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Eritrea’s Christmas: Twin Holidays

It is December, guys, our favorite month! Oh wait, is it your favorite too? Well, I like December because it is a month characterized by cold weather and… HOLIDAYS! There is Christmas, New Year and, for Eritreans, another Christmas.

People start decorating their houses and Christmas trees early this month. It is the brightest of all seasons, only next to the Independence Day in Eritrea. Farmers have just finished their harvest and their silo is full of grains and animal food, perfect season to celebrate.

This year, all the shops have set their Christmas trees with more decorations and designs than ever. In the cafes and restaurants, crowded with people trying to warm themselves by drinking macchiato or cappuccino, the Christmas lights give the customers a bright look. People have a Christmas tree set in their homes to welcome the holiday with a bright spirit. Decorating the Christmas tree as a family has come to be a norm in modern Eritrea. Children eagerly wait for the day to decorate their tree and get candies and chocolates. This creates harmony and unity among family members. People exchange gifts and postcards. Everything is so bright that wherever you are, you can feel the Christmas spirit in the air. This year, for instance, concerts of kindergarten students playing Joseph and Mary’s lines of the birth of Christ, the Ethiopian musicians and the exhibits of the National Union of Eritrean Women on Harnet Avenue, around the Ministry of Education, have added color to the beautiful portrait of Asmara in December, especially around Christmas.

We celebrate two Christmases in Eritrea, one on December 25 and the other on January 8. With the New Year sandwiched among the two Christmas, it seems like the holidays were arranged on purpose so that people can have a light work load and abundant rest on the last month of the year for a good start on the New Year.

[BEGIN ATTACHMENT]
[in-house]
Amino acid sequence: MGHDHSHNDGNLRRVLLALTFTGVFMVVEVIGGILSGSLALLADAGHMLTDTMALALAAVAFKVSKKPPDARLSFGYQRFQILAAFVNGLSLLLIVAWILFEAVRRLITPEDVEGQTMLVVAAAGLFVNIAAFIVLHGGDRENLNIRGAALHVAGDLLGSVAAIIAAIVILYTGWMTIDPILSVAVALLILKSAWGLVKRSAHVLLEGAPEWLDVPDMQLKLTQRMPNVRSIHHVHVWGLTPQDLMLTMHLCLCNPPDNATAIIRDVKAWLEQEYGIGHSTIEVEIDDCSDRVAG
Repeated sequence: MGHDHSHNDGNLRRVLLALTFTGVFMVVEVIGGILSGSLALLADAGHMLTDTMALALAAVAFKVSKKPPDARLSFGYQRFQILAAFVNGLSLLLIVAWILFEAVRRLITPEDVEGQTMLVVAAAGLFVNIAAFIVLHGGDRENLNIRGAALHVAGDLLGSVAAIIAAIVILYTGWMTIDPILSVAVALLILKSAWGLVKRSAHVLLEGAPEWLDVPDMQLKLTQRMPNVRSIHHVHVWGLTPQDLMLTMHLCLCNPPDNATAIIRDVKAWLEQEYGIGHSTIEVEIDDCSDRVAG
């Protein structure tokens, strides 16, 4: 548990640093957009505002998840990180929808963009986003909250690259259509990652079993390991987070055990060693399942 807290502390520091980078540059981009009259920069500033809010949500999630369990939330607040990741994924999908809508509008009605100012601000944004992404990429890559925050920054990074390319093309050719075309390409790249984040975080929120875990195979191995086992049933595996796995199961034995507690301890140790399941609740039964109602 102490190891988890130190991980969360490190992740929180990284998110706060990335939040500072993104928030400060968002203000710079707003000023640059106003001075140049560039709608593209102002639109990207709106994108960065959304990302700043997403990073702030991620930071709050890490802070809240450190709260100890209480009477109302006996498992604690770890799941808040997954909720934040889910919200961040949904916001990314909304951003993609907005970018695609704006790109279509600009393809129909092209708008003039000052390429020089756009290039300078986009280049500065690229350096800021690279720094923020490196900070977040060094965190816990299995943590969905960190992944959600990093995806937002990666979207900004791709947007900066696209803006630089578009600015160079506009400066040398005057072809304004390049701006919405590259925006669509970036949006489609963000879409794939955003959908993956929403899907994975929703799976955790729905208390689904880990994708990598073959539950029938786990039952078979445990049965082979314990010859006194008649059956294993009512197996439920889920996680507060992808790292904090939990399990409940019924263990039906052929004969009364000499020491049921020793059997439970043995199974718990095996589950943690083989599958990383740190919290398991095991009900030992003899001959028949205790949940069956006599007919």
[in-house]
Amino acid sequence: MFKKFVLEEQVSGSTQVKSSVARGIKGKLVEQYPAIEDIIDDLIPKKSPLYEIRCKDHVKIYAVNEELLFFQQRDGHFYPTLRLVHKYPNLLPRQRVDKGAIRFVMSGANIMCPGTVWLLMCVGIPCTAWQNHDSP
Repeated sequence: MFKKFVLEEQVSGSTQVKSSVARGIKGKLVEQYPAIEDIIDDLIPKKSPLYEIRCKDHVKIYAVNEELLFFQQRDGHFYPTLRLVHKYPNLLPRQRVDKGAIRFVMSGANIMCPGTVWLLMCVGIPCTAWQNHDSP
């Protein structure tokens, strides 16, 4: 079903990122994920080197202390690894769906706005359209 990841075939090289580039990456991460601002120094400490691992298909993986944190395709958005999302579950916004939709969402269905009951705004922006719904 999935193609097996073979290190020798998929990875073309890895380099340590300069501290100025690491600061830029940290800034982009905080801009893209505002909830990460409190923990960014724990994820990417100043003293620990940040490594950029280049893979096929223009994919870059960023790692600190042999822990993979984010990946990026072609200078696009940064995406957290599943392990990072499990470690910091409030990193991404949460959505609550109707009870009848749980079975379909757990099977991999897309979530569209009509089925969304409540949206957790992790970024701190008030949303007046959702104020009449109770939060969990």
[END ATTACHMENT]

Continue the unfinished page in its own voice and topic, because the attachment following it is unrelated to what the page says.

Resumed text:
The Christmas celebrated on December 25 was not as popular as it is today. Even today, it is young people in the urban areas that celebrate it more. The elderly tend to be more attached to the Christmas celebrated on January 8.

As much as our personalities differ, we all have different ways of celebrating Christmas in Eritrea. In a normal case, people either go to church and attend the holy liturgy and special Christmas programs of their respective churches or go out with friends or families to recreational places such as fancy restaurants, clubs or simple piano bars and parties. The best part of the Eritrean Christmas is that people can go out partying on one Christmas eve and attend church services on the other. But not everyone thinks of this as an advantage.

I was once chatting with a foreign (Ethiopian) facebook friend online and we happened to talk about Christmas. He was very furious telling me that we Eritreans have lost most of our original taste of culture by abandoning the Geez calendar. The irony is that the addition of another Christmas does not signify the abandonment of the first. It is true that a society’s values and norms are passed on to the next generation by teaching it to the young people. The youth in Eritrea spend December 25 having fun on their own but they spend the Geez Christmas with their families doing all the things they are supposed to do during holidays, cleaning their houses prior to the big day and slaughtering a sheep, having coffee and wishing relatives a happy holiday. So, when people ask what happened to your culture, just tell them it has become more colorful now.

Try walking around Forto, along the way to the Ministry of Information, after sunset. On the pavement, just above the Nursing school dormitory, there is a place from which one can watch Asmara as if it has been painted on a wide canvas. Around this time of year, Asmara looks like a huge Christmas tree decorated by all the beautiful buildings, shops, hotels, trees and, of course its people. The young people are the big city’s most attractive decoration. Girls in dresses or tights and boys in suits or fashionable jeans, in groups and in pairs, walk on the streets with loud chattering and laughter. That is when I know it is Christmas, big smiles everywhere and our big Christmas tree shining brighter than ever before. That is when I know our culture is special and beautiful.

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